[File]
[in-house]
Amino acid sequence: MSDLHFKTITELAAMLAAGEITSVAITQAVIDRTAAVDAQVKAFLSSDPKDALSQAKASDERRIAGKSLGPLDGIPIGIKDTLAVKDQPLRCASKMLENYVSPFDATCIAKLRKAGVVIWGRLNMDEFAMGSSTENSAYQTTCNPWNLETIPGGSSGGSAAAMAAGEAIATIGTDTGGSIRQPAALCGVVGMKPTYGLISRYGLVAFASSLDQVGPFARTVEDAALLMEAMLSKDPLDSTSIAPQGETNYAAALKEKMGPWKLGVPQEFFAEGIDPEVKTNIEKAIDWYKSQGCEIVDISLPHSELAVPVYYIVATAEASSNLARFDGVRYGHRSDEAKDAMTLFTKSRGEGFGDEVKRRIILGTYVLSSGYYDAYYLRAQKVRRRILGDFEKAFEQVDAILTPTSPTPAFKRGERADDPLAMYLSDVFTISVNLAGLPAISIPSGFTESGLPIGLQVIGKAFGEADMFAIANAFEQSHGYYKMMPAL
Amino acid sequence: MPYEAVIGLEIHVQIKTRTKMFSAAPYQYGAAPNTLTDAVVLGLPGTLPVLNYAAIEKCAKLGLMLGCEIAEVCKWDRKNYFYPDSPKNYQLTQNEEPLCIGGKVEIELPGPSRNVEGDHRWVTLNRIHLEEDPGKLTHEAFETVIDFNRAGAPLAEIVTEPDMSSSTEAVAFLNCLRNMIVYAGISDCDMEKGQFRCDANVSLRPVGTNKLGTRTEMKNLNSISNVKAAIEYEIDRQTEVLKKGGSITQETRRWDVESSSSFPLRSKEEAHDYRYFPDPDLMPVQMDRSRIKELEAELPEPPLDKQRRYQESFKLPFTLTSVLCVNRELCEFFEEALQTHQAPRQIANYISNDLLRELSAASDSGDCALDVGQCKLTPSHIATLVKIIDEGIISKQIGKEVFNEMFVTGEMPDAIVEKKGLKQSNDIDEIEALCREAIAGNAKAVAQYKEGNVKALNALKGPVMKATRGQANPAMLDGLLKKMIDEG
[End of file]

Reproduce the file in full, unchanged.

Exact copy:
[in-house]
Amino acid sequence: MSDLHFKTITELAAMLAAGEITSVAITQAVIDRTAAVDAQVKAFLSSDPKDALSQAKASDERRIAGKSLGPLDGIPIGIKDTLAVKDQPLRCASKMLENYVSPFDATCIAKLRKAGVVIWGRLNMDEFAMGSSTENSAYQTTCNPWNLETIPGGSSGGSAAAMAAGEAIATIGTDTGGSIRQPAALCGVVGMKPTYGLISRYGLVAFASSLDQVGPFARTVEDAALLMEAMLSKDPLDSTSIAPQGETNYAAALKEKMGPWKLGVPQEFFAEGIDPEVKTNIEKAIDWYKSQGCEIVDISLPHSELAVPVYYIVATAEASSNLARFDGVRYGHRSDEAKDAMTLFTKSRGEGFGDEVKRRIILGTYVLSSGYYDAYYLRAQKVRRRILGDFEKAFEQVDAILTPTSPTPAFKRGERADDPLAMYLSDVFTISVNLAGLPAISIPSGFTESGLPIGLQVIGKAFGEADMFAIANAFEQSHGYYKMMPAL
Amino acid sequence: MPYEAVIGLEIHVQIKTRTKMFSAAPYQYGAAPNTLTDAVVLGLPGTLPVLNYAAIEKCAKLGLMLGCEIAEVCKWDRKNYFYPDSPKNYQLTQNEEPLCIGGKVEIELPGPSRNVEGDHRWVTLNRIHLEEDPGKLTHEAFETVIDFNRAGAPLAEIVTEPDMSSSTEAVAFLNCLRNMIVYAGISDCDMEKGQFRCDANVSLRPVGTNKLGTRTEMKNLNSISNVKAAIEYEIDRQTEVLKKGGSITQETRRWDVESSSSFPLRSKEEAHDYRYFPDPDLMPVQMDRSRIKELEAELPEPPLDKQRRYQESFKLPFTLTSVLCVNRELCEFFEEALQTHQAPRQIANYISNDLLRELSAASDSGDCALDVGQCKLTPSHIATLVKIIDEGIISKQIGKEVFNEMFVTGEMPDAIVEKKGLKQSNDIDEIEALCREAIAGNAKAVAQYKEGNVKALNALKGPVMKATRGQANPAMLDGLLKKMIDEG